Nationally renowned as an educator and expert in the field of education technology, Dr. Ray began her career as a middle school science teacher where she taught in one of the first 21st Century classrooms in the state of Georgia and Tennessee. Her career includes designing technology within the Frist Center for the Visual Arts and directing technology research through Vanderbilt University School of Medicine Science Outreach programs.
After publishing one of the first assessments to measure technology literacy in 1999, Dr. Ray conducted research in the US, Canada and South Africa on the use of technology in the K-12 classroom and the use of distance learning technologies to facilitate engaging learning environments. Dr. Ray is a member of the International Society for Technology in Education (ISTE) where she was Chair of the ISTE Board of Directors from 2012 until January, 2017. She also serves on the board of eLearn Institute and serves on the Davidson County Foster Care Advisory Board. She was appointed by Tennessee Governor Bill Haslam to the Advisory Council on Alternative Education in 2013 and she served on the Board of Directors for the Montessori Accreditation Council for Teacher Education from 2007-2012. In 2015, she was invited to serve on a USDOE technical working group focused on evaluating education technology.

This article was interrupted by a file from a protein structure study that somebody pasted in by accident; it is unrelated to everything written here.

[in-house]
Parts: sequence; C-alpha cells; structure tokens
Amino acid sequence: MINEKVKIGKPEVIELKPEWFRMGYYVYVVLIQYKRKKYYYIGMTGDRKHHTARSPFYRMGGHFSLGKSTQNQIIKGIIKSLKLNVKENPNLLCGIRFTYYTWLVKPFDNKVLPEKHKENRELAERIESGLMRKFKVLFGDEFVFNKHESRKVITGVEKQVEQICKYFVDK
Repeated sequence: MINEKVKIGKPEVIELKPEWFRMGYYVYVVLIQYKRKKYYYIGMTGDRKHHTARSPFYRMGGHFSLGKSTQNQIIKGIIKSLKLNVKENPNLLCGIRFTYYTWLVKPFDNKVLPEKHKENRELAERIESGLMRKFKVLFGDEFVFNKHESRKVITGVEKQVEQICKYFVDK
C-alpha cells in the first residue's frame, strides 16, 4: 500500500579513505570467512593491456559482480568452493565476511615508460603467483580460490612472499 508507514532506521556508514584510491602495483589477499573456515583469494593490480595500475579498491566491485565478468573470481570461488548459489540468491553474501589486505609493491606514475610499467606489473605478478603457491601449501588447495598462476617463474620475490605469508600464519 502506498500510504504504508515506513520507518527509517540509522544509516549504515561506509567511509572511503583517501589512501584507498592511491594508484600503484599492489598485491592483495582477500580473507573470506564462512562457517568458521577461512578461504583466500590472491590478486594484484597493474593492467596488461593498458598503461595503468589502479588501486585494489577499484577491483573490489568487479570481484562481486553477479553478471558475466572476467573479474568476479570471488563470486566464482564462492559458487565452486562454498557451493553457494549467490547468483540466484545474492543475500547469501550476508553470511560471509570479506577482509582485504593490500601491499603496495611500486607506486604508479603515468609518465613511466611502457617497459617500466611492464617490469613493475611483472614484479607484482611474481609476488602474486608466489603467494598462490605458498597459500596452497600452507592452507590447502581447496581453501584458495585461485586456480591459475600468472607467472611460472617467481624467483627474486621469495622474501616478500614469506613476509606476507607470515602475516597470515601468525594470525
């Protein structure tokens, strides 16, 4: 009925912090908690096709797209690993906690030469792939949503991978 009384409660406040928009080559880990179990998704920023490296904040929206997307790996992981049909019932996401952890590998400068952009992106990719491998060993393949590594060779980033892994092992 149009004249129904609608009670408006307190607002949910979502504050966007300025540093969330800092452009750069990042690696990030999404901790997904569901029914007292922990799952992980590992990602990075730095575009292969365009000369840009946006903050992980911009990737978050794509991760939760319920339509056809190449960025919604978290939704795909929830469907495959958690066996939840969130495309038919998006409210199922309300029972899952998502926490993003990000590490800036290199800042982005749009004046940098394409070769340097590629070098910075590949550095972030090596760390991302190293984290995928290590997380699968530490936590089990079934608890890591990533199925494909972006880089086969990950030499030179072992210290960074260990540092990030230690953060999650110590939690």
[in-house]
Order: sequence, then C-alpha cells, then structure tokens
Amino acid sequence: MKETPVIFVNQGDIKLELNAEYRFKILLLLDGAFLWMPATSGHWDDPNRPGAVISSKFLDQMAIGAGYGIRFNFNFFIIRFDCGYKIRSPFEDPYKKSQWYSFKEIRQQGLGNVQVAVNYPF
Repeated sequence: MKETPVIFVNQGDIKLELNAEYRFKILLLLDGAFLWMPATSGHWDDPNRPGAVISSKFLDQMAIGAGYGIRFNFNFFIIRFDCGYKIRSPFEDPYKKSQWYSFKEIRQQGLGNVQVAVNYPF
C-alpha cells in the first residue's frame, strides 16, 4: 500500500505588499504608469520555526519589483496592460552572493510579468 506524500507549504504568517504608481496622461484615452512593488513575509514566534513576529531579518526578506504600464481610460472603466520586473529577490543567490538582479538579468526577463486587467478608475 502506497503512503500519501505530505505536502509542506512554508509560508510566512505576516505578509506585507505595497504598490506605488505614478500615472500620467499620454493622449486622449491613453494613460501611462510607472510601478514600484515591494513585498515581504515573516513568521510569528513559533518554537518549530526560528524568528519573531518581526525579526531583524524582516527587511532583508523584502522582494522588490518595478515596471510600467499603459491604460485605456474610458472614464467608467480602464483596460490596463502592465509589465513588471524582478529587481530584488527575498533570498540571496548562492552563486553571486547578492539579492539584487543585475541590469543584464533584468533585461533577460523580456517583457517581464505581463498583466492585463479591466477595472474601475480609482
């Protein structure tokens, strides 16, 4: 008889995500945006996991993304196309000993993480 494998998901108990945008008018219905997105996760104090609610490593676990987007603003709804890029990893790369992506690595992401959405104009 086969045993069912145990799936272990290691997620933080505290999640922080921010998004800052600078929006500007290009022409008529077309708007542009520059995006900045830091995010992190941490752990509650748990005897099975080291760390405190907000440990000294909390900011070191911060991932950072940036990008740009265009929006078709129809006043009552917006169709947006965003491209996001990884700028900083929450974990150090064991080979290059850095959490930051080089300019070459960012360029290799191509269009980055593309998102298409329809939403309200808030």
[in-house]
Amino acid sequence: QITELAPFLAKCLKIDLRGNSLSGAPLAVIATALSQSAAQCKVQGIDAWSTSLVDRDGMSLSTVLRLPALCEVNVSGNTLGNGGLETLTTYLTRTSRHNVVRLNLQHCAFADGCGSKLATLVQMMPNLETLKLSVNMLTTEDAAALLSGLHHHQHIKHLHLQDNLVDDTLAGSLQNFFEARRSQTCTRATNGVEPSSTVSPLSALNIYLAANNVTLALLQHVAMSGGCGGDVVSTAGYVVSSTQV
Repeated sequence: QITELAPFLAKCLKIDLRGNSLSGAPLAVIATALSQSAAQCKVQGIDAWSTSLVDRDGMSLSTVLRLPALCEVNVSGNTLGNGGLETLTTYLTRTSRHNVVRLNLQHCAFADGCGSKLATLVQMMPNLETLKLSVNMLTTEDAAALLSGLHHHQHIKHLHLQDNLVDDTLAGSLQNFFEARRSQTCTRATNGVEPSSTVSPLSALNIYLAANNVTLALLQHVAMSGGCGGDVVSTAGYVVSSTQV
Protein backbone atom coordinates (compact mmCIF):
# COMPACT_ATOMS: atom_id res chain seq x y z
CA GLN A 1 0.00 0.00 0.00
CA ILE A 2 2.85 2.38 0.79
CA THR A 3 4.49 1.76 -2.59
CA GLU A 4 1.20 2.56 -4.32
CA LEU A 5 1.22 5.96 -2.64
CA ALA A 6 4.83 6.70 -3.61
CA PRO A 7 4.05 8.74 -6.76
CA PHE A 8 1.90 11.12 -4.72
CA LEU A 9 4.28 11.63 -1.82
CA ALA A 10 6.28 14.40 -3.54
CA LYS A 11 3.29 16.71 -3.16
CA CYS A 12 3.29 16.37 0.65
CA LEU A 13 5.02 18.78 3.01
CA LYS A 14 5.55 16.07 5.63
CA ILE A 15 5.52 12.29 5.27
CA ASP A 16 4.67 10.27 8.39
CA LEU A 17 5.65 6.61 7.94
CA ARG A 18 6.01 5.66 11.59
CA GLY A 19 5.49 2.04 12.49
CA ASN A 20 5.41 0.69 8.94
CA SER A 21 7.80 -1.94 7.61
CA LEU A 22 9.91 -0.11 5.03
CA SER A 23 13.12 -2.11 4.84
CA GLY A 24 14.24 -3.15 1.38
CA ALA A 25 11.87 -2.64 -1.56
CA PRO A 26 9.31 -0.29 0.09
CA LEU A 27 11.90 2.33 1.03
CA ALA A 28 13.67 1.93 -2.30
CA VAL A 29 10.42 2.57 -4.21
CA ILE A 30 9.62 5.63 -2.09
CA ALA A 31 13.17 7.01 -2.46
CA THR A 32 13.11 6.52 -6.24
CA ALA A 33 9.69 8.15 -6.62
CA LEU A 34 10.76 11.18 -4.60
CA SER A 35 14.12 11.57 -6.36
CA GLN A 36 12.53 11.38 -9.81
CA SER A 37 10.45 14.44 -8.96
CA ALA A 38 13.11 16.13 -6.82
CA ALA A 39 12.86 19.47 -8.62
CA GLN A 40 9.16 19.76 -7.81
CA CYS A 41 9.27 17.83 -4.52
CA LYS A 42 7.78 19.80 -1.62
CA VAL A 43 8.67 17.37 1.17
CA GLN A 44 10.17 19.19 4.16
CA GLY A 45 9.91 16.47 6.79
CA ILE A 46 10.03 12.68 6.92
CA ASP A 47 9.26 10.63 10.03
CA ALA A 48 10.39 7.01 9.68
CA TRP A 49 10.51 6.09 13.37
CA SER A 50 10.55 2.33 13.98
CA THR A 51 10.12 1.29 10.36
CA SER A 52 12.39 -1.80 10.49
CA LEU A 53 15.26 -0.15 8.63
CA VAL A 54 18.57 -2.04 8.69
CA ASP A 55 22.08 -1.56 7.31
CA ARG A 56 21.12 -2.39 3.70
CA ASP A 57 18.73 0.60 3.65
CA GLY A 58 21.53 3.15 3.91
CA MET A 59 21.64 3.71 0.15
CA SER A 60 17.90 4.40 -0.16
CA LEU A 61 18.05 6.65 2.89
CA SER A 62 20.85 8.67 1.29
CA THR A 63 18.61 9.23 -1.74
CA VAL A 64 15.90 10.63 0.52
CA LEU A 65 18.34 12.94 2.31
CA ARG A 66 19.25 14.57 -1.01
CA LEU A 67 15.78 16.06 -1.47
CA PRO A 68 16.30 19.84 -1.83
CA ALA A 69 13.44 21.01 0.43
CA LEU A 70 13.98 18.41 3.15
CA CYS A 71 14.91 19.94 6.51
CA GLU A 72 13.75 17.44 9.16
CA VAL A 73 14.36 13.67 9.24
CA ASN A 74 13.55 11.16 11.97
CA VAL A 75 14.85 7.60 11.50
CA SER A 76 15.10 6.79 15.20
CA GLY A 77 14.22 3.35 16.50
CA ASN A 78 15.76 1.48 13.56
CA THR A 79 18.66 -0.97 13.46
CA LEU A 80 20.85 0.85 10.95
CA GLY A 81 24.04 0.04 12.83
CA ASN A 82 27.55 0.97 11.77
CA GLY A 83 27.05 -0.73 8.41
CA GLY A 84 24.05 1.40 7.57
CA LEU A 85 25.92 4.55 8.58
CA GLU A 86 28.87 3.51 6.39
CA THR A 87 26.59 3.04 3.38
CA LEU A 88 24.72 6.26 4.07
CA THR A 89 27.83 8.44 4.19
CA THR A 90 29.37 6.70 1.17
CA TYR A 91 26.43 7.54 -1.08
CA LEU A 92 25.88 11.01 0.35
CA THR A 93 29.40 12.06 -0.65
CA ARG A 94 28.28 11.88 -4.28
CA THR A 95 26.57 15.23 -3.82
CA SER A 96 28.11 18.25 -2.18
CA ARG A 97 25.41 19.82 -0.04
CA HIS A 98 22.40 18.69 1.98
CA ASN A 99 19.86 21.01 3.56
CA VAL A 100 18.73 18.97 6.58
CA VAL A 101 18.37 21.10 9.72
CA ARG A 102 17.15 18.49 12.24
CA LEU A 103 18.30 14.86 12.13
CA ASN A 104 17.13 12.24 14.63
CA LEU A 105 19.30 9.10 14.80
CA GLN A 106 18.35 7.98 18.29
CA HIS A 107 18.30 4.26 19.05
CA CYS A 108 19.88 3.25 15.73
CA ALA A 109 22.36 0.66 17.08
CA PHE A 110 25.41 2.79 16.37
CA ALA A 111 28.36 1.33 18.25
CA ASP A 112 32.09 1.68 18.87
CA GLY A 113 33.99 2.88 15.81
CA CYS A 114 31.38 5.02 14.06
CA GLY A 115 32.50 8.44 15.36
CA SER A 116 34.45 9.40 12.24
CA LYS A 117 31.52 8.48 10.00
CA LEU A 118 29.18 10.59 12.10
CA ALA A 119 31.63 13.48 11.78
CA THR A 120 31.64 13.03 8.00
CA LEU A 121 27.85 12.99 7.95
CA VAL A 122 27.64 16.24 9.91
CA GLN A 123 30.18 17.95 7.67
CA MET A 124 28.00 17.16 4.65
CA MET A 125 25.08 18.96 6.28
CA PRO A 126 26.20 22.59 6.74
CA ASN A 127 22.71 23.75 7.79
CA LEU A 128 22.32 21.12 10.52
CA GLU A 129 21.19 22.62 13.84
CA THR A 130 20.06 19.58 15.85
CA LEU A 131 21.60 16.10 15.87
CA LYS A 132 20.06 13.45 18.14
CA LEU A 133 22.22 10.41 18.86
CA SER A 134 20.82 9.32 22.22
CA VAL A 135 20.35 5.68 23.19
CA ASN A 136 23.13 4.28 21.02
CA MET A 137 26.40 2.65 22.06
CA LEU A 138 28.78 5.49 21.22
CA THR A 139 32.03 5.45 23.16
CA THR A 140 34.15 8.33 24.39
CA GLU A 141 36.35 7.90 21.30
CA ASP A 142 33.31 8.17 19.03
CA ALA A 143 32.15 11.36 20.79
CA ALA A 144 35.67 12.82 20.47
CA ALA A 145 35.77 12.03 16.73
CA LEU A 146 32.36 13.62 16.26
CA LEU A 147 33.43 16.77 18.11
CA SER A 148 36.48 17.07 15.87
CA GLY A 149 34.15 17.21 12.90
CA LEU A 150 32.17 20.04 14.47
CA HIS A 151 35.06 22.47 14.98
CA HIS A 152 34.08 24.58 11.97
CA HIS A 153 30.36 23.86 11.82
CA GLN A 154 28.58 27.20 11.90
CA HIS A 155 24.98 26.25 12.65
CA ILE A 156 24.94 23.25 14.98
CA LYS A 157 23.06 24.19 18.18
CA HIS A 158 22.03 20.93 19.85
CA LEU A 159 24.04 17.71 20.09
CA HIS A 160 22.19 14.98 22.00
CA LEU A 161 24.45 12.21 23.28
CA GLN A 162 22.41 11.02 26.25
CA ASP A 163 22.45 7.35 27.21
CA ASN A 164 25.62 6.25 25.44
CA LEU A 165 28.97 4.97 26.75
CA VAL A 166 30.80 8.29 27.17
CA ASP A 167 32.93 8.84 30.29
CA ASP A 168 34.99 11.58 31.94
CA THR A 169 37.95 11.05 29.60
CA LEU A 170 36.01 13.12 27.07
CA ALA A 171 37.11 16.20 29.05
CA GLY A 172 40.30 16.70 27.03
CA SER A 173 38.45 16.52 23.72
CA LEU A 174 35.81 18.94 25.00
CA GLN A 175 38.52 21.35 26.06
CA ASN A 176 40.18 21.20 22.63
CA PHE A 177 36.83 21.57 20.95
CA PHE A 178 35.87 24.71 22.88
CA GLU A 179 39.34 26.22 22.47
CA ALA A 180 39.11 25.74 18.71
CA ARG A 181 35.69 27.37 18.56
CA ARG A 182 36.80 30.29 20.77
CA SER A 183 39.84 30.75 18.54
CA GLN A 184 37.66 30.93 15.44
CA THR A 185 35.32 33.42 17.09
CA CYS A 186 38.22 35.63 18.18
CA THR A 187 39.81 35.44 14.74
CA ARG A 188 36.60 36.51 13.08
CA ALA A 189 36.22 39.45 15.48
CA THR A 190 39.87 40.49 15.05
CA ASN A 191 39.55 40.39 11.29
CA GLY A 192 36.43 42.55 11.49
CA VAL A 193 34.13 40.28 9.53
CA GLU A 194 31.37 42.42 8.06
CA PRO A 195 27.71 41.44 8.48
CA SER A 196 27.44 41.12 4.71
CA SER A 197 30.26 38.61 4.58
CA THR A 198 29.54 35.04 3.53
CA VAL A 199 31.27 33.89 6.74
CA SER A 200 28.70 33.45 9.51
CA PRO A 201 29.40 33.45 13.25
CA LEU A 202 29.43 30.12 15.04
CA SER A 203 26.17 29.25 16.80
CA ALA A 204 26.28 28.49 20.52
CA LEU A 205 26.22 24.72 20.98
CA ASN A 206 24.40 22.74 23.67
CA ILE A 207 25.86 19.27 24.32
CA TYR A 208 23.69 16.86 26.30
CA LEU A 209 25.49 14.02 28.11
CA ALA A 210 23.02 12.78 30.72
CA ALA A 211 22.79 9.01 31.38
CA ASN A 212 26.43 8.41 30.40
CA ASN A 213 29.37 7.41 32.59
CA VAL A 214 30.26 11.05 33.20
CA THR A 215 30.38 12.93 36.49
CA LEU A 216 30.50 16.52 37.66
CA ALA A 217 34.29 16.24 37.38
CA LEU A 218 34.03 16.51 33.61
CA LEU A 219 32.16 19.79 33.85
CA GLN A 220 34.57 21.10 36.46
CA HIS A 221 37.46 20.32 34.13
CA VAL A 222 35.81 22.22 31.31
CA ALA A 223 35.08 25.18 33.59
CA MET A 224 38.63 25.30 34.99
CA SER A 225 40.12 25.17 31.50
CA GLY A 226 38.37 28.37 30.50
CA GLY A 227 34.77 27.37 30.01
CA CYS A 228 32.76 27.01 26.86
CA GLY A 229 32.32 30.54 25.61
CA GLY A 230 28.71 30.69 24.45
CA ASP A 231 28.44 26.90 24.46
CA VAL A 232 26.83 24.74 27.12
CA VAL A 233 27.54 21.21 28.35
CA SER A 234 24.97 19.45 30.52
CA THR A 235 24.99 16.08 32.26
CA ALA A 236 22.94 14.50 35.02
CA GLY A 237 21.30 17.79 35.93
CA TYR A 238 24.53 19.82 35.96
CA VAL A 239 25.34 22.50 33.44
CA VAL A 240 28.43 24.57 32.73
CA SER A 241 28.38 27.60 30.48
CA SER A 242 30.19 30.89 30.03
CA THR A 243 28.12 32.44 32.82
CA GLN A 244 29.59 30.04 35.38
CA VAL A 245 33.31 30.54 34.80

Dr. Ray was recognized by the National Association of Professional Women as Woman of the Year in 2010 for the work she led transforming Metropolitan Nashville Public Schools federal program department and she was the recipient of the President’s Volunteer Service Award in 2012, 2014, 2016. In 2012, the Center for Digital Education named The Learning Technology Department at Metropolitan Nashville Public Schools as one of its Top 30 Innovators in Education. She was awarded the ISTE lifetime achievement 'Making IT Happen' Award in 2013 and in 2014 Dr. Ray was named a '20 to Watch' honoree by the National School Board Association. Prior to joining e.Republic, Dr. Ray worked for Metropolitan Nashville Public Schools overseeing the design, implementation, and evaluation of instructional technology programs including instructional design for online and blended learning environments and library services. The blended learning success at the Metropolitan Nashville Public Schools was included in the research of the Clayton Christensen Institute.